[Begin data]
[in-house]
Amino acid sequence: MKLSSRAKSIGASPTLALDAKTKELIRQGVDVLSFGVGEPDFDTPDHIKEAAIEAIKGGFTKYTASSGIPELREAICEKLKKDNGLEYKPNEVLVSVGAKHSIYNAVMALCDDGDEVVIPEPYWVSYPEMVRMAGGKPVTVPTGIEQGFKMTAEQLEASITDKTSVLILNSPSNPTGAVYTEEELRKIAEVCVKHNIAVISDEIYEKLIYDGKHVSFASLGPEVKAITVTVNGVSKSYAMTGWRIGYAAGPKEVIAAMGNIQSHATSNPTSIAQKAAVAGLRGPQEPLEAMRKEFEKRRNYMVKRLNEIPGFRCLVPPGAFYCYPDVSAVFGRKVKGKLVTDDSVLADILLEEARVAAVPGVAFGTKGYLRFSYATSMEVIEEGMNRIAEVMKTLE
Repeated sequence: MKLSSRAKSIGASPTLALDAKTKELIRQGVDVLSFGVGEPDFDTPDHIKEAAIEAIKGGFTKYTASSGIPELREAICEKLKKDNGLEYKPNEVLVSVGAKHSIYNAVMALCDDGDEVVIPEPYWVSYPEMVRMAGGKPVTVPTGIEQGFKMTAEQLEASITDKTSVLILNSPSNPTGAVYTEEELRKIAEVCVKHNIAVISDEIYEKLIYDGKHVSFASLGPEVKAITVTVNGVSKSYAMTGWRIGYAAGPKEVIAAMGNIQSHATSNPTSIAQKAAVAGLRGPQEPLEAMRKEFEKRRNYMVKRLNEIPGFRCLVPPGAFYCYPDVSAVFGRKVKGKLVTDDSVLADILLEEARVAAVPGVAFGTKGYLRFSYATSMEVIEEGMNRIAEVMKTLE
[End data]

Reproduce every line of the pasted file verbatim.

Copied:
[in-house]
Amino acid sequence: MKLSSRAKSIGASPTLALDAKTKELIRQGVDVLSFGVGEPDFDTPDHIKEAAIEAIKGGFTKYTASSGIPELREAICEKLKKDNGLEYKPNEVLVSVGAKHSIYNAVMALCDDGDEVVIPEPYWVSYPEMVRMAGGKPVTVPTGIEQGFKMTAEQLEASITDKTSVLILNSPSNPTGAVYTEEELRKIAEVCVKHNIAVISDEIYEKLIYDGKHVSFASLGPEVKAITVTVNGVSKSYAMTGWRIGYAAGPKEVIAAMGNIQSHATSNPTSIAQKAAVAGLRGPQEPLEAMRKEFEKRRNYMVKRLNEIPGFRCLVPPGAFYCYPDVSAVFGRKVKGKLVTDDSVLADILLEEARVAAVPGVAFGTKGYLRFSYATSMEVIEEGMNRIAEVMKTLE
Repeated sequence: MKLSSRAKSIGASPTLALDAKTKELIRQGVDVLSFGVGEPDFDTPDHIKEAAIEAIKGGFTKYTASSGIPELREAICEKLKKDNGLEYKPNEVLVSVGAKHSIYNAVMALCDDGDEVVIPEPYWVSYPEMVRMAGGKPVTVPTGIEQGFKMTAEQLEASITDKTSVLILNSPSNPTGAVYTEEELRKIAEVCVKHNIAVISDEIYEKLIYDGKHVSFASLGPEVKAITVTVNGVSKSYAMTGWRIGYAAGPKEVIAAMGNIQSHATSNPTSIAQKAAVAGLRGPQEPLEAMRKEFEKRRNYMVKRLNEIPGFRCLVPPGAFYCYPDVSAVFGRKVKGKLVTDDSVLADILLEEARVAAVPGVAFGTKGYLRFSYATSMEVIEEGMNRIAEVMKTLE